Testimony for SB 5044

By | January 13, 2021

Power was out at my house. Knowing that SB 5044 could negatively impact Asian Americans in this state, I sat in my car, accessed the SB 5044 public hearing via my cell phone and waited for almost an hour for my chance to testify. Why? Because I wanted to testify in person so that my testimony would be used as part of testimony summary materials on the bill report. Yet, I did not get the chance to speak for my community.

There were other members from our community also waited for almost an hour, and did not get a chance to testify and make our voices heard. 

I contacted Senator Wellman’s office twice prior to the public hearing today, and made very clear that we signed up and were eager to testify.  Yet, we were ignored, and silenced.

Here is my prepared testimony:

Thank you, Chair Wellman and members of the committee. I am here today to respectfully request the consideration of clearly addressing racism against Asians in the bill as an amendment to help perfect SB 5044.

Although SB 5044 is a bill with good intentions, many Asian Americans are extremely concerned that Asians may be left out, or even unintentionally suffer negative consequences from the bill if we are not careful.

According to a 2018 Harvard Business Review article, Asian Americans are the least likely group in the US to be promoted to management; And a two year study found that Asian job applicants could almost double their chances of getting callbacks if they “whitened” their resumes. How many of you have heard above data?

And the most recently, Asian Americans have been hit the hardest by COVID 19. From New York to San Francisco, Asian Americans have been facing a very high fatality rate. Yet, have you seen those made headline news? An October 1st, 2020 NPR article titled ‘Overlooked’: Asian American Jobless Rate Surges But Few Take Notice. Why?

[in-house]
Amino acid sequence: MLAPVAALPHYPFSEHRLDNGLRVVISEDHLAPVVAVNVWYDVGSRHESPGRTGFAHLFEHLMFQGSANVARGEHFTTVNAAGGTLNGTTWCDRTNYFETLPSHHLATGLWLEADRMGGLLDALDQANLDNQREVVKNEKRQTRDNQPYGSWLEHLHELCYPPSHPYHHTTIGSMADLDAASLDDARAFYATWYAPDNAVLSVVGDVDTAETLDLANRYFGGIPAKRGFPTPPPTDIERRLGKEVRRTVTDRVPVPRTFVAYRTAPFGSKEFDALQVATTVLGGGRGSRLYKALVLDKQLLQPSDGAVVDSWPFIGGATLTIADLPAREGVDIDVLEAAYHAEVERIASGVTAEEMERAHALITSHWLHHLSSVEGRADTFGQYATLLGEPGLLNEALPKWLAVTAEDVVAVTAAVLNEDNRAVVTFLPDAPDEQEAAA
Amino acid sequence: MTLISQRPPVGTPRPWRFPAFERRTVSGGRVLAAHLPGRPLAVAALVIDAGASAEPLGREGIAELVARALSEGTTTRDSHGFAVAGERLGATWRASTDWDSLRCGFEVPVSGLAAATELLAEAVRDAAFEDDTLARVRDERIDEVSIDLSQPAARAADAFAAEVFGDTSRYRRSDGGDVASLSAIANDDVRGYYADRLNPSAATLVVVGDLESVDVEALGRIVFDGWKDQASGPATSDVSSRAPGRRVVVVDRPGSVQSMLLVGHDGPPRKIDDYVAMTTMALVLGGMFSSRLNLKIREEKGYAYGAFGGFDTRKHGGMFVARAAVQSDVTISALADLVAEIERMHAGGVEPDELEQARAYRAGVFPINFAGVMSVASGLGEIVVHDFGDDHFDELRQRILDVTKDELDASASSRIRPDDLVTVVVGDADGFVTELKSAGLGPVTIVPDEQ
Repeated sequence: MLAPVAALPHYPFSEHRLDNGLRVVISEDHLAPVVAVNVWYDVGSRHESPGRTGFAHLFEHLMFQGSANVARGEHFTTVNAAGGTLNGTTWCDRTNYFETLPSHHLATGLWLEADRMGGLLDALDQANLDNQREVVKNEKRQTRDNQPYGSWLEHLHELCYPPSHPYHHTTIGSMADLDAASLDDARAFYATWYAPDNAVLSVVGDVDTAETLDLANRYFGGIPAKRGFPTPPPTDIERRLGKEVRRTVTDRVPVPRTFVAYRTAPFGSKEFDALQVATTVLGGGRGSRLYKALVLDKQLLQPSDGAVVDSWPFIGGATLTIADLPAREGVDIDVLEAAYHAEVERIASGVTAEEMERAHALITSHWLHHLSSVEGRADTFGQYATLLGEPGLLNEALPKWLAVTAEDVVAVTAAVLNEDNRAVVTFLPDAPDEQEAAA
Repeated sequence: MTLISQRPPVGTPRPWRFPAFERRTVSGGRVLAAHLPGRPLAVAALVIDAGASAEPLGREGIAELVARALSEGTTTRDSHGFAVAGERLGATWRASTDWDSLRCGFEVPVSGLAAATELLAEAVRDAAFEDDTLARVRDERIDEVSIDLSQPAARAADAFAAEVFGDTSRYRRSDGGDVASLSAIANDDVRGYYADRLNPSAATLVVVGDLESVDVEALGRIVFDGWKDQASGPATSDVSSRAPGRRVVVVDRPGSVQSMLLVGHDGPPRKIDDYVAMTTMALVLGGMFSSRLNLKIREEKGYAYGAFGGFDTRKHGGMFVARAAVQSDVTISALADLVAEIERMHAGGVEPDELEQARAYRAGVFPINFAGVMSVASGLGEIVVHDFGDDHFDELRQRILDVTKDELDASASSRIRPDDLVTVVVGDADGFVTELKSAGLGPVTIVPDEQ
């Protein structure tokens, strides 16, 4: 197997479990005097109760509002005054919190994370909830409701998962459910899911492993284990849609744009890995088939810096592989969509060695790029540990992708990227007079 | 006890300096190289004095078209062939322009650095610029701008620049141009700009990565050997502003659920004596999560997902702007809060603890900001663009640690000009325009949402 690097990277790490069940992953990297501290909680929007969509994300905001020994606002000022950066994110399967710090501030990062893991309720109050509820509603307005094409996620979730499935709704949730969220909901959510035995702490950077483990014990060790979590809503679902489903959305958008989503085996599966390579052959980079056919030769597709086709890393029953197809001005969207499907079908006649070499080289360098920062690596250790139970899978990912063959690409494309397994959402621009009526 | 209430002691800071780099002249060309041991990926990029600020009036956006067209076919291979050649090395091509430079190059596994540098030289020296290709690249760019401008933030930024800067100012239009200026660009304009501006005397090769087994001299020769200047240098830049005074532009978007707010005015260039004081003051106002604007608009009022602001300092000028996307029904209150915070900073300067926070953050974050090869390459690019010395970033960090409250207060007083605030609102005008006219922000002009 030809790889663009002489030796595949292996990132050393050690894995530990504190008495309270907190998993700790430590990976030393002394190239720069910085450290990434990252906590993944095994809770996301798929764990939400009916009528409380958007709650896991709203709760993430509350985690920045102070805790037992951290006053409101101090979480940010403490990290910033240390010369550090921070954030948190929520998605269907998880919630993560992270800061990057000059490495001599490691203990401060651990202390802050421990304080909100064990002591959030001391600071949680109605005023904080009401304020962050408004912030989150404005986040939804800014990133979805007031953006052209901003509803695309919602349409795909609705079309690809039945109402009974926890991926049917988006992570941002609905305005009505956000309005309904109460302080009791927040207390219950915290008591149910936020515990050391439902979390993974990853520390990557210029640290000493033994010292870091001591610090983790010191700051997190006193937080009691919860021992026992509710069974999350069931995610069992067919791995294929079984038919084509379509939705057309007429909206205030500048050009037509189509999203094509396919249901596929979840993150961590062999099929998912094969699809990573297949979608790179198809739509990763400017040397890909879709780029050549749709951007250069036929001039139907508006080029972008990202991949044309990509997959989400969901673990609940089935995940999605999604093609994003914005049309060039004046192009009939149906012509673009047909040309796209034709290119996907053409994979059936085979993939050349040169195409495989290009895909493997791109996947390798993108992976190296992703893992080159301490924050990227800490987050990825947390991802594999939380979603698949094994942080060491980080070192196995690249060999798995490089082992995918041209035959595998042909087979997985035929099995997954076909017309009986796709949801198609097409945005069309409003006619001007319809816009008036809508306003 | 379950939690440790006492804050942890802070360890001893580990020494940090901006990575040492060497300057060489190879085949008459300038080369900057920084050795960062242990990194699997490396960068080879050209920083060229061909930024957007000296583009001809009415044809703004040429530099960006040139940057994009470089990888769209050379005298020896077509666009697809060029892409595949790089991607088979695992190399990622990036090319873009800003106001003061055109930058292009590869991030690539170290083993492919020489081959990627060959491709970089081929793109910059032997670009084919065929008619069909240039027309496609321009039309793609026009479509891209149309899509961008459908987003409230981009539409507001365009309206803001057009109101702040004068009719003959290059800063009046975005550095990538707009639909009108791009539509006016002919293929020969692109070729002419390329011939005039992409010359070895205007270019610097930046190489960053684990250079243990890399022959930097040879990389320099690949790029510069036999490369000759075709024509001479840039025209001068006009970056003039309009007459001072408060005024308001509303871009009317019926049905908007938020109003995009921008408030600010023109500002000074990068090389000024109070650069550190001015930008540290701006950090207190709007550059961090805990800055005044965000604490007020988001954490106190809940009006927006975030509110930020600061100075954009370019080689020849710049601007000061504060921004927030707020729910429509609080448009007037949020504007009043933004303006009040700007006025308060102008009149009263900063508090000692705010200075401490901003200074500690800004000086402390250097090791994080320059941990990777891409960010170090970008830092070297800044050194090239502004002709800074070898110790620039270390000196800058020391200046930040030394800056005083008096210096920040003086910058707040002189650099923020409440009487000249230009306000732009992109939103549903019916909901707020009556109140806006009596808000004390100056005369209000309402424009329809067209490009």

Under the term “model minority”, is an entire racial group that has been ignored by mainstream America. This is the systemic racism that yet to be recognized by many.

Last year, California lawmakers passed a bill that mandated California-headquartered public companies to have at least one director on their boards who is from an underrepresented community. The bill originally left out Asians. Only after multiple Asian organizations’ strong advocacy, Asians were added to the final bill.

And last November, North Thurston County School District excluded Asian students from their Students of Color category in their Student Growth Report.

In King 5’s recent documentary named “Facing Race”, they listed % of White, Black, Hispanic, Native American lawmakers. Yet, Asian lawmakers were lumped into not identified!!! There are only 147 lawmakers in Olympia, how hard is it to identify number of Asian lawmakers?

All those instances are not isolated cases. No one would even be thinking of omitting Black or Brown from underrepresented, minority, or people of color groups. Yet, it is all too often and convenient to ignore Asians – because no one cares. This is systemic racism.

The children of Asian families in Washington face many challenges in schools today. America has a long and dark history of discrimination against Asians. From the Chinese Exclusion Act to the internment of Japanese Americans to the current rise in violence and backlash against Asians, we are always the forgotten and silent minority group.

Because SB 5044’s stated goal is to fight against systemic racism, to avoid Asians being conveniently omitted from conversations, it is a logical step to clearly list Asians in SB 5044 as a group that has suffered long time systemic racism and effort should be made to correct racism towards Asians

Thank you!

What happened today was a perfect example that if SB 5044 is passed the way it is, Asians will very likely be negatively impacted via intentional or unintentionally omission from discussions.

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